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Member Since 01 Mar 2008
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In Topic: Revisiting Thunderball

10 May 2017 - 10:17 AM

Or the contrivances involved in getting Silva to a specific briefing room at a specific time so he could specifically escape again in time for a train to drop in.


Plus ca change...


I don't think that's anything to do with the editing - I expect that was in the SF scenario from the start because they wanted to include the stuff left out from a prospective unused chase in OHMSS. My point is in TB there is already a reasonable time frame which runs:

meet Domino, Quist follows Bond to hotel, Bond assaults him, meets Leiter, Quist is killed by Largo, Bond meets Paula and Pinder and Q (Big Ben strikes 7), casino scene, underwater scene beneath the Disco.


But because they (Maibaum, Hopkins, Young, McClory) hadn't done the appropriate script revision to leave pointers in the dialogue (ie: when Big Ben needs to strike 7, why Bond visits the casino, why he's interested in the Disco Volante), they reversed the scenes so now Bond visits the casino before everything else. You can tell there was originally more to this whole sequence because at the casino, if your quick, you'll notice in the background a point when 007 is talking to Leiter before the audience even knows they've met !


I also understand that when Bond infiltrates Largo's villa there was meant to be a scene where he sees a set of wheeled tracks leading from the basement exit doors down a pathway to the inlet. This is the sort of detail which wouldn't slip past most modern writers / directors, although I think its fair to say they all make mistakes in most films somewhere.

In Topic: Revisiting Thunderball

09 May 2017 - 12:27 AM

I recently revisited Thunderball - the first time for some years as I prefer not to over indulge in Bond for fear familiarity will breed contempt. 

I have always enjoyed TB and did so again. I could indulge you all for many sentences about what I consider good, very good and outstanding and also what I consider fairly dreadful.

In short, excellent: score, PTS, credits, costumes, Connery, Claudine Auger, Luciana Paluzzi, photography, special effects, plot.

Very good: sense of fun, Adolfo Celi, sound, introduction to SPECTRE, climatic fight

Good: scenes at Airforce HQ and the Ops Room, the stuff at Shrublands, most of the underwater stuff, death of Vargas, junkano chase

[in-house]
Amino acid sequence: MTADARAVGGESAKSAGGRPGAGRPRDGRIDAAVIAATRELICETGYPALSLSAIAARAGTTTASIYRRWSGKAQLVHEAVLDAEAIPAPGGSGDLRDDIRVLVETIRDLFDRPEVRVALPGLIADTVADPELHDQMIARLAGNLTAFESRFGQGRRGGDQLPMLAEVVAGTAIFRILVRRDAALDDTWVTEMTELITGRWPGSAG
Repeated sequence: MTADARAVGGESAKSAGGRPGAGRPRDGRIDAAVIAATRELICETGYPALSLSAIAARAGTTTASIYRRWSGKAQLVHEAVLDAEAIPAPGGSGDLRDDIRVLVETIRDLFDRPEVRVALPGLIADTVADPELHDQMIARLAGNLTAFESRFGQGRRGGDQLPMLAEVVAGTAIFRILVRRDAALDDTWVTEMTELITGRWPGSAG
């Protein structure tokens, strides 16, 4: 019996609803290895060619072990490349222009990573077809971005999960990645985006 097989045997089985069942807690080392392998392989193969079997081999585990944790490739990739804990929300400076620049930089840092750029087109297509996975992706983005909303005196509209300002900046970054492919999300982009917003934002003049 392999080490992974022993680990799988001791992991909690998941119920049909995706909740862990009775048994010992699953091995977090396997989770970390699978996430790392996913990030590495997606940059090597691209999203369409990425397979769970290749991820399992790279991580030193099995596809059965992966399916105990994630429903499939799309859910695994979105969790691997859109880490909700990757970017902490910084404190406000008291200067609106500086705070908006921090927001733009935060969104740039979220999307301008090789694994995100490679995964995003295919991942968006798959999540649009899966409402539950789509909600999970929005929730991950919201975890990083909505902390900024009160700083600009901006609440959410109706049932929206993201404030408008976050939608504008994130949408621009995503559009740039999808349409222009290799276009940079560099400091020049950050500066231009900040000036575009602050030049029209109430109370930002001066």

Poor: back projection (and not just the final fight, there's a lot of generally poor backgrounds), too many characters surrounding the main players, the two henchmen  

Dreadful: the underwater battle from the point 007 enters the fray, script editing, film editing 


Its the final two points I'm interested in. While the general cut and thrust is fine, particularly so during the fights and the witty dialogue-orientated scenes, and the overall pace of the piece feels good, for the first time ever I noticed that editor and director (Peter Hunt and Terence Young) seem to have deliberately shuffled the early scenes in Nassau to create a day for Bond to do his investigations.


At the Ops Room briefing, I was sure Big Ben was meant to strike an extra note THE DAY AFTER TOMORROW. Bond has about 48 hours to go before things get tetchy.

Given he must have flown out the next morning, or at best the night of the briefing, he arrives in Nassau and on his first day meets Domino. It is assumed by the writers (and therefore the audience) he knows where to find her - ie, with Largo, as Bond has a dossier on her.

This isn't a surprise, but what is is: despite clearly being followed by a stooge and a man in sunglasses, both of whom are distinctly suspicious, the next scene is set at the casino the same night. What's BOnd been doing since lunch? Why is he at the casino? We know he likes a gamble, but how did he know Largo and Domino would be there? This is poor screenwriting. There should have been an invite or a hint somewhere in Bond / Domino's lunch meet.

During that casino scene, Bond learns Largo is staying aboard that night, but he does nothing about it.

The next scene, set the next day, has 007 wearing the exact same clothes he wore during his lunch meet, going to his hotel room and assaulting the stooge who followed him - who is also wearing the same outfit as before. Felix Leiter turns up - also decked in yesterday's threads.

Then there is a scene where the stooge is fed to the sharks which seems to imply Largo is aware who Bond is, but at this point I'm not sure he is. It makes no sense to kill the guy, especially as all he's meant to be doing is keeping his binoculars pinned on Domino.

Put that aside; when Bond enters Pinder's place, the news that Big Ben has struck an extra note is on the radio. So we now know, given international time zones, that the 48 hours have passed. But what exactly has Bond been doing in Nassau except swimming and gambling? At this point he decides to look over the Disco Volante, but how did he reach this conclusion? Simply because Largo's thug was in his bathroom? 

His logic is more guess work than instinct.

A little more script guidance could have smoothed this section out completely.

The editing, including the costume duplication, suggest the events were initially supposed to follow in a logical and condensed one day time frame. The attempt to stretch is really doesn't work because they clearly cocked up somewhere in the script editing stage. Easier surely to change the time that Big Ben strikes 'seven'.